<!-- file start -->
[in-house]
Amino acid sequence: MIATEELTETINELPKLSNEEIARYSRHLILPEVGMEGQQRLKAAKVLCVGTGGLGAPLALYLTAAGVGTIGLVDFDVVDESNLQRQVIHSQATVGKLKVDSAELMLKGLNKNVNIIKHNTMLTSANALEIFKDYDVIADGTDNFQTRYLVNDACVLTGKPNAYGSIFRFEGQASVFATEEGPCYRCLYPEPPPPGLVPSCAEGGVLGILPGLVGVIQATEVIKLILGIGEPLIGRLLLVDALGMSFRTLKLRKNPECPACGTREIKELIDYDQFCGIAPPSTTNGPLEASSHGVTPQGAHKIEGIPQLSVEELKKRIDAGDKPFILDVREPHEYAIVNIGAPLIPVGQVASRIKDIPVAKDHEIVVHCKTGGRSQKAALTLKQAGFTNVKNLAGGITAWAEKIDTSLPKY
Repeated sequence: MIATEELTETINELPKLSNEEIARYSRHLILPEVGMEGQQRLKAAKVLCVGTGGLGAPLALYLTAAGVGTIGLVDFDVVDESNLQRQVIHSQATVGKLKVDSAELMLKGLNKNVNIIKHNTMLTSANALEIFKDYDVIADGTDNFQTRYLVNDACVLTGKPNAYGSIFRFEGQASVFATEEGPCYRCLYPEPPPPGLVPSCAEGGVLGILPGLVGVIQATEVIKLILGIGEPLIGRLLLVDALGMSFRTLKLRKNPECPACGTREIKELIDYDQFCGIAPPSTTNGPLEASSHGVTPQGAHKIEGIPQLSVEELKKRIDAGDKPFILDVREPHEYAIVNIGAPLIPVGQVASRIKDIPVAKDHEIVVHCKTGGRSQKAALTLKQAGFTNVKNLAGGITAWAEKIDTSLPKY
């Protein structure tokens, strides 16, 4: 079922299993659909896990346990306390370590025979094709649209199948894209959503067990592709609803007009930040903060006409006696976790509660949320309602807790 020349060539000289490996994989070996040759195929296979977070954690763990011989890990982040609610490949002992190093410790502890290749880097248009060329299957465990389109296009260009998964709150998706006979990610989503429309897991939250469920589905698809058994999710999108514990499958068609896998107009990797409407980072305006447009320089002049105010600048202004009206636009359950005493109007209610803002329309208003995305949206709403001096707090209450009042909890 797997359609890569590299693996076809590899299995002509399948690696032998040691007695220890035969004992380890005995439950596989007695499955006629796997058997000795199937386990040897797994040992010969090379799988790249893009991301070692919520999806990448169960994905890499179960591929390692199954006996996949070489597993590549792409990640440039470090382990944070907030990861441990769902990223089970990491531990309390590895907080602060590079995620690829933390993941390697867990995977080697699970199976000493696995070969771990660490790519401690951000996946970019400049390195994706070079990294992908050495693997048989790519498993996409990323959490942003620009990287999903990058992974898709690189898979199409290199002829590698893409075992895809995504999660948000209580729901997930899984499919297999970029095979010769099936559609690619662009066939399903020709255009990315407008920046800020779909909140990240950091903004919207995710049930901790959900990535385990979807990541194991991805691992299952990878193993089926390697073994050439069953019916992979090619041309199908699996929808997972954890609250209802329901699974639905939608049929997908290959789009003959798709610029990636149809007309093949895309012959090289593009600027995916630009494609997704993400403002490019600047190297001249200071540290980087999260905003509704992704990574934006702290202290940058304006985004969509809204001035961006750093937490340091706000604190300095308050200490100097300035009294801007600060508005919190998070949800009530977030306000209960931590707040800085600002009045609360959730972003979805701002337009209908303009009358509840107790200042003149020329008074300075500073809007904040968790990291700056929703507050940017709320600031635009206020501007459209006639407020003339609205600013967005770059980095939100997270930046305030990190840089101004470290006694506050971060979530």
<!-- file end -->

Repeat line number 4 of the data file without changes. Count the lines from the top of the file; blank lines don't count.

């Protein structure tokens, strides 16, 4: 079922299993659909896990346990306390370590025979094709649209199948894209959503067990592709609803007009930040903060006409006696976790509660949320309602807790 020349060539000289490996994989070996040759195929296979977070954690763990011989890990982040609610490949002992190093410790502890290749880097248009060329299957465990389109296009260009998964709150998706006979990610989503429309897991939250469920589905698809058994999710999108514990499958068609896998107009990797409407980072305006447009320089002049105010600048202004009206636009359950005493109007209610803002329309208003995305949206709403001096707090209450009042909890 797997359609890569590299693996076809590899299995002509399948690696032998040691007695220890035969004992380890005995439950596989007695499955006629796997058997000795199937386990040897797994040992010969090379799988790249893009991301070692919520999806990448169960994905890499179960591929390692199954006996996949070489597993590549792409990640440039470090382990944070907030990861441990769902990223089970990491531990309390590895907080602060590079995620690829933390993941390697867990995977080697699970199976000493696995070969771990660490790519401690951000996946970019400049390195994706070079990294992908050495693997048989790519498993996409990323959490942003620009990287999903990058992974898709690189898979199409290199002829590698893409075992895809995504999660948000209580729901997930899984499919297999970029095979010769099936559609690619662009066939399903020709255009990315407008920046800020779909909140990240950091903004919207995710049930901790959900990535385990979807990541194991991805691992299952990878193993089926390697073994050439069953019916992979090619041309199908699996929808997972954890609250209802329901699974639905939608049929997908290959789009003959798709610029990636149809007309093949895309012959090289593009600027995916630009494609997704993400403002490019600047190297001249200071540290980087999260905003509704992704990574934006702290202290940058304006985004969509809204001035961006750093937490340091706000604190300095308050200490100097300035009294801007600060508005919190998070949800009530977030306000209960931590707040800085600002009045609360959730972003979805701002337009209908303009009358509840107790200042003149020329008074300075500073809007904040968790990291700056929703507050940017709320600031635009206020501007459209006639407020003339609205600013967005770059980095939100997270930046305030990190840089101004470290006694506050971060979530």